Everyone loves a roly-poly baby. Still, there is such a thing as an overweight infant, and obese babies -- even those as young as 9 months -- are predisposed to being obese later in life, researchers say in Friday's issue of the American Journal of Health Promotion.
Childhood obesity is a growing public health problem in the United States. It has been linked to psychological problems, asthma, cardiovascular troubles and a greater chance of developing diabetes.
Hoping to better understand the factors associated with being obese at a very early age -- and possibly help parents and health advocates stave off its ill effects -- lead author Brian G. Moss of Wayne State University and William H. Yeaton of the University of Michigan analyzed data from the Early Childhood Longitudinal Study-Birth Cohort, a nationally representative sample of American children born in 2001.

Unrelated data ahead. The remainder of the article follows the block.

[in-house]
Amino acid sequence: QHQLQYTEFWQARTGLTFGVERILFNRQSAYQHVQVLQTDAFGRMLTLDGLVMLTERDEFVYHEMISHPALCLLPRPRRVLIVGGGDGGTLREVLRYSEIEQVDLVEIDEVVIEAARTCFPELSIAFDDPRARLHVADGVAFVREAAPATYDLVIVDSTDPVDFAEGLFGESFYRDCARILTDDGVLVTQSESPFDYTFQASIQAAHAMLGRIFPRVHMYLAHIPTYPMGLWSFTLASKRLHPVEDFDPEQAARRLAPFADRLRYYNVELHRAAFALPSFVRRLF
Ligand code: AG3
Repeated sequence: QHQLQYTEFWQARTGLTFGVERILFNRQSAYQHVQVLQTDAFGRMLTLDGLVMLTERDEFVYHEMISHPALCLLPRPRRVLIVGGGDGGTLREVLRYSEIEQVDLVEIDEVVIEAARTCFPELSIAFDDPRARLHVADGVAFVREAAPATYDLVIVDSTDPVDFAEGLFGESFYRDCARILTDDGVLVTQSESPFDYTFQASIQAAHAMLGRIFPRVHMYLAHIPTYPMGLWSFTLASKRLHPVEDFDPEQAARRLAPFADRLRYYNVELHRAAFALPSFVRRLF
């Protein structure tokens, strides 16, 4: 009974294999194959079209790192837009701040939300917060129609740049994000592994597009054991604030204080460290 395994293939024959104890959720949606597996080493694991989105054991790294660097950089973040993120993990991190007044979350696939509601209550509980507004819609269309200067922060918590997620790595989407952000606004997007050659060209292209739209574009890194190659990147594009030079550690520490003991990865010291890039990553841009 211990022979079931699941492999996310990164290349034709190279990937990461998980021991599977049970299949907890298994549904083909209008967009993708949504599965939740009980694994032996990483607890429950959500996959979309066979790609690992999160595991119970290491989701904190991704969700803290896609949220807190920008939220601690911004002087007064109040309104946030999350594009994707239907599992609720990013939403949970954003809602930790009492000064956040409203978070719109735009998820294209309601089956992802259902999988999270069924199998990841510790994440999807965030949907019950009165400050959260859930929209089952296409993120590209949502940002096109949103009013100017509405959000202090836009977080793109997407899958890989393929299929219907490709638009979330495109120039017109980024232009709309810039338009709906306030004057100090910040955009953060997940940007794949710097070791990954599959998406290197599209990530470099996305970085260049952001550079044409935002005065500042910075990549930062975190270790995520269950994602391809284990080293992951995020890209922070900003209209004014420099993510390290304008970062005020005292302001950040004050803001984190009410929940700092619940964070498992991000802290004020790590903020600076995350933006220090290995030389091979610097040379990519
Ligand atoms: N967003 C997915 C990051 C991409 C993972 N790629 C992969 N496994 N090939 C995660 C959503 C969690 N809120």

The data included height, weight and demographic characteristics of 8,900 9-month-old babies and 7,500 2-year-old toddlers. Obese children were defined as those who exceeded the 95th percentile for body-mass index (as defined by the Centers for Disease Control and Prevention), and those between the 85th and 95th percentile were considered "at risk."